Modified Marcus Attacking - Game Tree

Game Tree: Marcus's Modified Attack

OK. What if Marcus doesn't attack? Then if the warriors charge, they get a 75. If they flee they get a 100. So if Marcus doesn't attack, the warriors will flee. So we wipe out the warriors' "charge" option.

Modified Marcus Attacking - Game Tree

Game Tree: Marcus's Modified Attack

So what will Marcus do? Well, he knows game theory too. So he can follow our reasoning and knows that if he attacks, the warriors will charge - giving him the worst case -100 - or he can decide to not attack. He also knows if he doesn't attack, the worst case for the Indians is to charge. So they will flee, leaving him with an OK Expected Utility of 25. So once more knocking out the worst case, we see that Marcus realizes his best course - or at least his most rational course - is to not attack.

Modified Marcus Attacking - Game Tree

Game Tree: Marcus's Modified Attack

So if Marcus believes he will be wiped out if the Indians attack, then he should not attack and the Indians will flee.

And George will be really ticked off.

But we mentioned that what really happened was Marcus attacked and the Indians counterattacked. So clearly he did not believe he would be wiped out if the warriors counterattacked.

Remember that the Expected Utilities are added by considering the relative advantage offered to the individual participant. The absolute numbers don't matter. Also the Utilities for one player don't play into the ultility of the other. So in practice it really isn't too hard to assign objective utilities to historical events - even if you know the outcome.


What Happened Next: Marcus Skirmishes.

Marcus and Bloody Knife

What Happened Next

As the warriors came out of the village, Marcus and his troops continued to advance. Now because warriors preferred hit-and-run tactics, Marcus and other soldiers were surprised when Indians counterattacked. If fact, it had become accepted wisdom that if you attacked a band of Indians, they would run. But that wasn't always the case by any means.

Also the fact that Marcus started his attack about two miles from the lower end of the village gave the warriors time to get their horses. So by the time Marcus got within a few hundred yards of the lodges (i. .e, the teepees) - to quote Marcus's official report - "at the same time the very earth seemed to grow Indians." So Marcus was reaching a new decision point.

It's important to remember that George had told Marcus to attack and - we have to emphasize this - then "the whole outfit" would support him. Now supporting of an attack usually means following immediately behind the first wave or making a coordinated side attack. It does not mean riding over high terrain for about an hour looking for a place to cross a river. Which is what George actually did.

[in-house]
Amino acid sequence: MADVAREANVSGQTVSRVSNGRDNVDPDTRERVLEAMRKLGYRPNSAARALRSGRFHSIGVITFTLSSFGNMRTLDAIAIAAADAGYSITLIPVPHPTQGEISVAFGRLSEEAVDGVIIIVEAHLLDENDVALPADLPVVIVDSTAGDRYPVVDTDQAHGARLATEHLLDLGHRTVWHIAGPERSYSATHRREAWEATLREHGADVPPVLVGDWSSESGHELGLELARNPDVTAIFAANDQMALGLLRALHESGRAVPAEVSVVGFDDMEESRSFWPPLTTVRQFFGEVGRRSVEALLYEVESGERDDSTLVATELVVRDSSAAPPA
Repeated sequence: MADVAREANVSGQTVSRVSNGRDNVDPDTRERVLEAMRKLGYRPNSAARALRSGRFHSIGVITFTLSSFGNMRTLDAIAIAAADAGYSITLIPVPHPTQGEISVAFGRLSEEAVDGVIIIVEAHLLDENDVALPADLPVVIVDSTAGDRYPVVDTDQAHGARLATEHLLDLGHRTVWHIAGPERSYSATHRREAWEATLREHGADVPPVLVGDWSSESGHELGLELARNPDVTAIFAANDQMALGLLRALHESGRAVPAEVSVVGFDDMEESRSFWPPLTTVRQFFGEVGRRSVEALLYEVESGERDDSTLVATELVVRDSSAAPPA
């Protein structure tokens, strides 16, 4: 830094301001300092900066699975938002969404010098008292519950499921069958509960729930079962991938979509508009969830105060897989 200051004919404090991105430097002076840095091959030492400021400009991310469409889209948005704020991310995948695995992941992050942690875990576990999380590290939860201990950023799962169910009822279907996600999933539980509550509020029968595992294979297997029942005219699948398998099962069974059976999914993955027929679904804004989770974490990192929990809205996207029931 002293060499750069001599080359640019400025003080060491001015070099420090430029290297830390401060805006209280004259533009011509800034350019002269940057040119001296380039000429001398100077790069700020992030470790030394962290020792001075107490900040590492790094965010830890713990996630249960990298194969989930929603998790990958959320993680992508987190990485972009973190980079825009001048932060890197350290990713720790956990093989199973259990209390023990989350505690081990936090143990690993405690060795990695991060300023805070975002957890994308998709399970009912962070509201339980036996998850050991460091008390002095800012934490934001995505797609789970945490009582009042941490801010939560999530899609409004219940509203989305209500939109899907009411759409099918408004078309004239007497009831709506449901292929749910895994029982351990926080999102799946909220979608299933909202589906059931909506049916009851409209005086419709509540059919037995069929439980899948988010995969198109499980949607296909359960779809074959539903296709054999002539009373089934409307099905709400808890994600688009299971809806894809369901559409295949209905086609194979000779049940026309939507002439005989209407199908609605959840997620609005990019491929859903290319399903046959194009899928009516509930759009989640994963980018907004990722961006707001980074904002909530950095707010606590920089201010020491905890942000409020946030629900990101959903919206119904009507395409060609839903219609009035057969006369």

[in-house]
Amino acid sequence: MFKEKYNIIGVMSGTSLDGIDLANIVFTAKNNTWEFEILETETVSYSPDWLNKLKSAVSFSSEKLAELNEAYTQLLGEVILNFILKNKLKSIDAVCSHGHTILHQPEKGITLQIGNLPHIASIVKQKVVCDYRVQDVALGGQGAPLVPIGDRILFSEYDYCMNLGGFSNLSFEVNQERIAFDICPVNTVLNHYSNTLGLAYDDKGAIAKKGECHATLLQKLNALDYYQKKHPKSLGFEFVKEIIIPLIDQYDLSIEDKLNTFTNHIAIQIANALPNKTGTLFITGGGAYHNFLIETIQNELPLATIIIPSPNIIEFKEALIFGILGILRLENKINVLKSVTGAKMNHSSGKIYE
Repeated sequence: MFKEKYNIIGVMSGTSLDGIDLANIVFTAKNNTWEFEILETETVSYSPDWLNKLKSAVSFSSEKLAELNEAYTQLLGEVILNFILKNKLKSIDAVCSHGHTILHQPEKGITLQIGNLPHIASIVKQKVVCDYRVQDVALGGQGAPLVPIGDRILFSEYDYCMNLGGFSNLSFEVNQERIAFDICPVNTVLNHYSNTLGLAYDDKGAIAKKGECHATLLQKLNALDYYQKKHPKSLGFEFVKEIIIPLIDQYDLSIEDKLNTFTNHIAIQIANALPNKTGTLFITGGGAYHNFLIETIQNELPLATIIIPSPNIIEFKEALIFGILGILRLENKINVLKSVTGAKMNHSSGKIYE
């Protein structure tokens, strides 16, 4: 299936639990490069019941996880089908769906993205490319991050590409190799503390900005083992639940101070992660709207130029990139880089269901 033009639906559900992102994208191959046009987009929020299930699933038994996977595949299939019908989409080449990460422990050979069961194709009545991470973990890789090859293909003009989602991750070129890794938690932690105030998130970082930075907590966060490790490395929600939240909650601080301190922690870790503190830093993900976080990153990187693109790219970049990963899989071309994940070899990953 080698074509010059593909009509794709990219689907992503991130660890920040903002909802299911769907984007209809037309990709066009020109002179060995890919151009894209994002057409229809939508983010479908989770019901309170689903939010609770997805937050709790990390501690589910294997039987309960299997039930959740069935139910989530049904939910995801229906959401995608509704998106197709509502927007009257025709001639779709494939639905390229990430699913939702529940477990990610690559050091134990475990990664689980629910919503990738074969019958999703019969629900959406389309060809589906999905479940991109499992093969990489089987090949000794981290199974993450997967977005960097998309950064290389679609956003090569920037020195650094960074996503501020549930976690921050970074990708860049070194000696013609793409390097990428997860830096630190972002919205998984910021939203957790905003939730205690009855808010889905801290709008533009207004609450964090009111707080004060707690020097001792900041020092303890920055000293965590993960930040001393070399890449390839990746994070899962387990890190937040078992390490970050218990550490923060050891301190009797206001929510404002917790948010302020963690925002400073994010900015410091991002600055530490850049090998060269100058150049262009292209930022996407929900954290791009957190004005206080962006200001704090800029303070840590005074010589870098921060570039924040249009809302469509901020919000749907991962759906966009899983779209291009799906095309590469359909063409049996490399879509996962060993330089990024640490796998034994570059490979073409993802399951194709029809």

But Marcus launched his attack, was counterattacked in return, and saw no support from George.

OK. So what should Marcus do now?

Well, once more let's look at the options.

First he can continue his attack and try to ride into the village.

He can dismount and wait for the promised support.

Of course there are the Indians. They also have new options.

They can continue the attack.

They can retreat back to the village.

At this point we again need to assign Expected Utilities for both Marcus and the Indians.

If Marcus continues and the Indians retreat, he would continue to ride into the village. He would succeed in his orders. This the most favorable outcome and so we assign it +100 for Marcus.

But it's not so good for the warriors. They would lose the battle and their wives and children captured or killed. Very bad - a rating of -100.

Now if Marcus continues and the Indians continue, he will again have a mounted battle. This is not - oddly enough - the best for the cavalry - who fought their best by dismounting and forming skirmish lines. So for Marcus this is not a good situation but not the worse. We'll assign this as 0.

For the Indians, though, this is not that bad. They were trained to fight on horseback. It would be an activity for which they would receive honor as well. So for the warriors we'll rate this as +50.

What if Marcus dismounts and the Indians continue? Marcus and his men will fight in skirmish lines. The soldiers will be fighting as they have been trained to do. But they are also reduced in numbers since every 1 out of 4 men are assigned as horseholders. So this situations is - in principle - not the worst but not the best. So we'll rate this for Marcus as +25.

For the Indians, this is better than fighting a mounted foe. They can circle around the soldiers while they themselves are moving targets. In this situation this is the best for the warriors and so we'll rate this a +100.

And finally if Marcus dismounts and the Indians retreat, he will be waiting for George to show up. This gives him time to regroup and perhaps launch a new attack. We'll give this a rating of +50 for Marcus.

For the Indians, this is also fairly favorable. They will have time to return to the village and help their wives and families get away. But they will still have a sizable group of soldiers to contend with. For the Indians we'll rate this as +25.

So all of this makes up the table:

Marcus Skirmishes





0 , 50

100 , -100


25 , 100

50 , 25

The game tree for this situation is (which opens in a new window to show how to eliminate the non-rational strategies):